Sunday, August 21, 2011

Pride, competition, and opposition

Thomas and I recently finished reading Chester, I Love You together. Thomas introduced me to the wholesome goodness of this and other books by Blaine and Brenton Yorgason earlier this year-- and since then, we've snatched up several titles we found at DI!

What I love most about the two Yorgason books I've read so far is the depiction of family relationships, particularly the parent-child relationship. When a child has a problem or a question, the parent gives clear, loving, and wise counsel.

I won't spoil the plot, but I'd like to share one of my favorite lessons from Chester, I Love You. In the book, there is a teenage boy, Travis, who struggles with competition: he does not like it because he is always the "loser" in athletic events, scripture chase, and even, he feels, within his family. His dad, although unwittingly an instigator of a competitive spirit within the family, has several talks with him over the course of the story and learns more about competition himself as he teaches his son and learns to adapt to his needs.
'Opposition produces strength. The better or stronger the opposition, the better and stronger we become by facing it. Competition, on the other hand, causes us to want to be better than someone else, which in all honesty we can't be. Did God create some of his children to be better than others?'

Travis shook his head.

'You're right. He didn't, at least in a moral sense.'

'But, Dad, lots of people think they're better than others.'

'Do you think that's a proper attitude, Trav?.... If someone is our opposition, we want to be as good or as strong as they are. The better they get, the better we need to be to keep up with them. So naturally we want them to get better just as much as we want ourselves to get better. On the other hand, if someone is our competition we want to beat them, to make them lose to us. We want them to become worse than us. When we do that, they feel like you feel today. Do you like that feeling?'

Again Travis shook his head.

'In a nutshell, son, competition demands winners and losers, opposition expects only winners. Which do you think Heavenly Father would approve of?'

'Opposition, I guess.' (p. 19-20 of 1988 printing by Bookcraft, copyright 1983)
This story was on my mind as I reviewed President Uchtdorf's October 2010 General Priesthood session talk, Pride and the Priesthood. President Uchtdorf taught, "At its core, pride is a sin of comparison, for though it usually begins with 'Look how wonderful I am and what great things I have done,' it always seems to end with 'Therefore, I am better than you.'" Later on in the talk, President Uchtdorf brings up the "lack of civility" present in the arenas of sports and politics. He reminds us that
...we must realize that all of God’s children wear the same jersey. Our team is the brotherhood of man. This mortal life is our playing field. Our goal is to learn to love God and to extend that same love toward our fellowman. We are here to live according to His law and establish the kingdom of God. We are here to build, uplift, treat fairly, and encourage all of Heavenly Father’s children.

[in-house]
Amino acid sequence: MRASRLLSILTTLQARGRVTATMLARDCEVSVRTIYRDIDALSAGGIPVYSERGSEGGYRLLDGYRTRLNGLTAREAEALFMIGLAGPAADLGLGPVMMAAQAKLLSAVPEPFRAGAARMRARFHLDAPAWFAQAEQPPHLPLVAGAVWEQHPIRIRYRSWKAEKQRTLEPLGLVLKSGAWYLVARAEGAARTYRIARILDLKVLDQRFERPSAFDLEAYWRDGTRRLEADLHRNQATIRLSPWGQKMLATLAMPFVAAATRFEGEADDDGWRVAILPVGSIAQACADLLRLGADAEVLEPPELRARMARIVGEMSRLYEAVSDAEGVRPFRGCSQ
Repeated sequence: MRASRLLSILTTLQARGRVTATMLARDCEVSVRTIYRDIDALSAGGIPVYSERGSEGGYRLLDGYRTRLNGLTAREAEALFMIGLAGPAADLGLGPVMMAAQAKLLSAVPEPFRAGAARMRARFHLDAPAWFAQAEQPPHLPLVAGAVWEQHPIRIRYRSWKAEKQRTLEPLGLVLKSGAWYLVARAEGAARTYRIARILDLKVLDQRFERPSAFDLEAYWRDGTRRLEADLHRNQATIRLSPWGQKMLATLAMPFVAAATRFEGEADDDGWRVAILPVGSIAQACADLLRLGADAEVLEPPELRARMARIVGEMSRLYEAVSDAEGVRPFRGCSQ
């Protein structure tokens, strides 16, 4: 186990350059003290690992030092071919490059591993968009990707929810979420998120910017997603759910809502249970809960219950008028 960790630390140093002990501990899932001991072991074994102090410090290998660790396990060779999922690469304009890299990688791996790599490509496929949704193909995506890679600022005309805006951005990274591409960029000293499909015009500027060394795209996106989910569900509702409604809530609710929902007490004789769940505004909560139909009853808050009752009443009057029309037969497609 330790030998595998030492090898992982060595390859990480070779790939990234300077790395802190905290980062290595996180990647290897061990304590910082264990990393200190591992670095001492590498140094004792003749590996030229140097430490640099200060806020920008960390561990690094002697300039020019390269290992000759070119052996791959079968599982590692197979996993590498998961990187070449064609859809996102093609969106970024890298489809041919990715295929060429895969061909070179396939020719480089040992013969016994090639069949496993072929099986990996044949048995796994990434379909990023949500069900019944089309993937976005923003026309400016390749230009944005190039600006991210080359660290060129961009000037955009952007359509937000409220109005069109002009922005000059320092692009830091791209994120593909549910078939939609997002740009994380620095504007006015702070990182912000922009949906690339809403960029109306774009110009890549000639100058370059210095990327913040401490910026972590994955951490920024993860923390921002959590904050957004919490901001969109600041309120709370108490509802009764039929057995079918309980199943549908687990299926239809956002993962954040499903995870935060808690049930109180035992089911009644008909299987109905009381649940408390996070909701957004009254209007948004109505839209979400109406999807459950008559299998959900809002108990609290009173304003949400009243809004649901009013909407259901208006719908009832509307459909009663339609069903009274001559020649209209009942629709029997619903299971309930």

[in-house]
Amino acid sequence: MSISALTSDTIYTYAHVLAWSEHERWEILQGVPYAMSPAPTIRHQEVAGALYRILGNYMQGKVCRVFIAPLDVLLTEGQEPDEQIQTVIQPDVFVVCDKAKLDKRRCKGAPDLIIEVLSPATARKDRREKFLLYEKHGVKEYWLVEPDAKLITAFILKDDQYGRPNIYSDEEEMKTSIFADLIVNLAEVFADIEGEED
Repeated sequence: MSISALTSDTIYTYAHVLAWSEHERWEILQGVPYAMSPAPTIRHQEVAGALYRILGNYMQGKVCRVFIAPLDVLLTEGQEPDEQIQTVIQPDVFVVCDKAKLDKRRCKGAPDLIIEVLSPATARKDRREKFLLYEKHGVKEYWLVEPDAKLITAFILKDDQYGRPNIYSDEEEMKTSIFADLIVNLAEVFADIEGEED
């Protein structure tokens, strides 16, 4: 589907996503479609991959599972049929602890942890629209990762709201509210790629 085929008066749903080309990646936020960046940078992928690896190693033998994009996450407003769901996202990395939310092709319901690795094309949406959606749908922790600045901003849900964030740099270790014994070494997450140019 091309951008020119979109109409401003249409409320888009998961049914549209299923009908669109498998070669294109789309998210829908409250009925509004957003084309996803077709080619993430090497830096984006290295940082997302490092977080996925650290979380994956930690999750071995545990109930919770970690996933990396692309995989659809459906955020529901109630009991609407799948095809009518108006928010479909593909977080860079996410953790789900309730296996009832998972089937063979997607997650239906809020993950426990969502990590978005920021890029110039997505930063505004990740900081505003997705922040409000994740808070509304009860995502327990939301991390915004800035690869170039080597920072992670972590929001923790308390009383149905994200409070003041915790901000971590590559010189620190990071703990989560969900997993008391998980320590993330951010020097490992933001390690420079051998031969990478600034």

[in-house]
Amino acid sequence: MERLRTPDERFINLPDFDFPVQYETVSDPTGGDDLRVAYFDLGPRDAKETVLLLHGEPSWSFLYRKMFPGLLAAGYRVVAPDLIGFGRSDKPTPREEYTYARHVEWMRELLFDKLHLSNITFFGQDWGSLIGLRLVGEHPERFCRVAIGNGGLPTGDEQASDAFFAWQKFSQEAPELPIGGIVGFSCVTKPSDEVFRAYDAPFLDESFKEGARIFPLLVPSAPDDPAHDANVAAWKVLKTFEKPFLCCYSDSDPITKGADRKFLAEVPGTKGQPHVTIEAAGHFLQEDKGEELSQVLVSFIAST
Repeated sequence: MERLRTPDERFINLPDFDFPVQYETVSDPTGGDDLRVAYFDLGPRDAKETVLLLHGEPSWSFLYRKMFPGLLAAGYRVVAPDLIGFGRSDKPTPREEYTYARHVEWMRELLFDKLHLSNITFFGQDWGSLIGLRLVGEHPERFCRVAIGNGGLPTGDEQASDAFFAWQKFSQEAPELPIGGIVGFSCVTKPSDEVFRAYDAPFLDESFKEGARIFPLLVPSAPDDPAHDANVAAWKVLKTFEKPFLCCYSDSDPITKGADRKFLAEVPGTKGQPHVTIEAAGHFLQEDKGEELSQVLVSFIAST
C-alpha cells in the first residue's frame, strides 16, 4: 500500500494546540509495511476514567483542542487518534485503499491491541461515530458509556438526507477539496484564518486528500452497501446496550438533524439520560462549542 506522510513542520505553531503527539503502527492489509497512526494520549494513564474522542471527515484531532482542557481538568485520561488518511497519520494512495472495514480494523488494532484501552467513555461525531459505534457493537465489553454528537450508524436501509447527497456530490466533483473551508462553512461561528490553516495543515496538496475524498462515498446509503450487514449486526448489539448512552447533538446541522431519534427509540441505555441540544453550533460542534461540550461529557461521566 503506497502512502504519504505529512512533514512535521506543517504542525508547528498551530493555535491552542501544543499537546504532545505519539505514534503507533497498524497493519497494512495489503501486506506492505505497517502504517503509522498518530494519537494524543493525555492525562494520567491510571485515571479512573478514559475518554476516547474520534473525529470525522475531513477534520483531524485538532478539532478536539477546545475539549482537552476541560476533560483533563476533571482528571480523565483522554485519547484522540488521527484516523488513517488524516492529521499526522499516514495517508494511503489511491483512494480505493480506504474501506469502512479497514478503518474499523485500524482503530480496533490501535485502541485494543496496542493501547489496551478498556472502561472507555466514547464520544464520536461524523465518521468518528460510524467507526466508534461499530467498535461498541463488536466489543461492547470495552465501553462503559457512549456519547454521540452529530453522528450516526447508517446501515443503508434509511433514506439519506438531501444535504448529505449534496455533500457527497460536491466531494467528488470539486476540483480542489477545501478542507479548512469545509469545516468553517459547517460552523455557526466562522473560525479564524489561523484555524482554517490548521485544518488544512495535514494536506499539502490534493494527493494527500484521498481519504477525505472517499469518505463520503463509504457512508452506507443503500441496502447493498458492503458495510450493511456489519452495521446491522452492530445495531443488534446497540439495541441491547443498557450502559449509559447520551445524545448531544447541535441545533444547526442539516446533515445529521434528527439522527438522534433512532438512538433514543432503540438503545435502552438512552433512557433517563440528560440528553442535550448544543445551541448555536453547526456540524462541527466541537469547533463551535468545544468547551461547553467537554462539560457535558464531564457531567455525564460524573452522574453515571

By minimizing the competitive spirit so natural to many of us, we can improve our relationships in- and outside our families. Uplifting others is far more worthwhile in the end than "winning", anyway!

Wednesday, August 17, 2011

Mothers who know

We just returned from a family reunion for Thomas' side of the family. Thomas' sister and one of Thomas' brothers each have two children. It was so fun to spend time with our nieces and nephew! Since the children are all toddler-aged, when we were out in public it was necessary for everyone to help out and keep an eye on them. We remarked several times about what a relief it is that everyone is on the same page, so that if one of the aunts or uncles corrected a child, it was a safe bet that his/her parents would have done the same given the situation.

Watching my two sisters-in-law interact with their children made me think about one of my favorite General Conference talks ever, Mothers Who Know (by Julie B. Beck, Relief Society General President, in the October 2007 General Conference). This quote serves well to introduce/sum up what Sister Beck taught:
The responsibility mothers have today has never required more vigilance. More than at any time in the history of the world, we need mothers who know....When mothers know who they are and who God is and have made covenants with Him, they will have great power and influence for good on their children.
- Julie B. Beck
My sisters-in-law are definitely "mothers who know." You can tell by being around their children or entering their homes. They are faithful and they are committed to "[rearing] their children in love and righteousness, to [providing] for their physical and spiritual needs, and to [teaching] them to love and serve one another, observe the commandments of God, and be law-abiding citizens wherever they live" (The Family: A Proclamation to the World).

I am impressed to see their daughters always dressed modestly. The children are familiar with some scripture stories, and all of them love to pray.  They all know they are loved and they are all being taught to serve one another. They like reading books. All of them are well-adjusted, happy, and confident; they are curious and very bright.

Thank you, Camille and Elizabeth, for your wonderful examples! You are both such great mothers -- and I'm so glad your children have great fathers, too.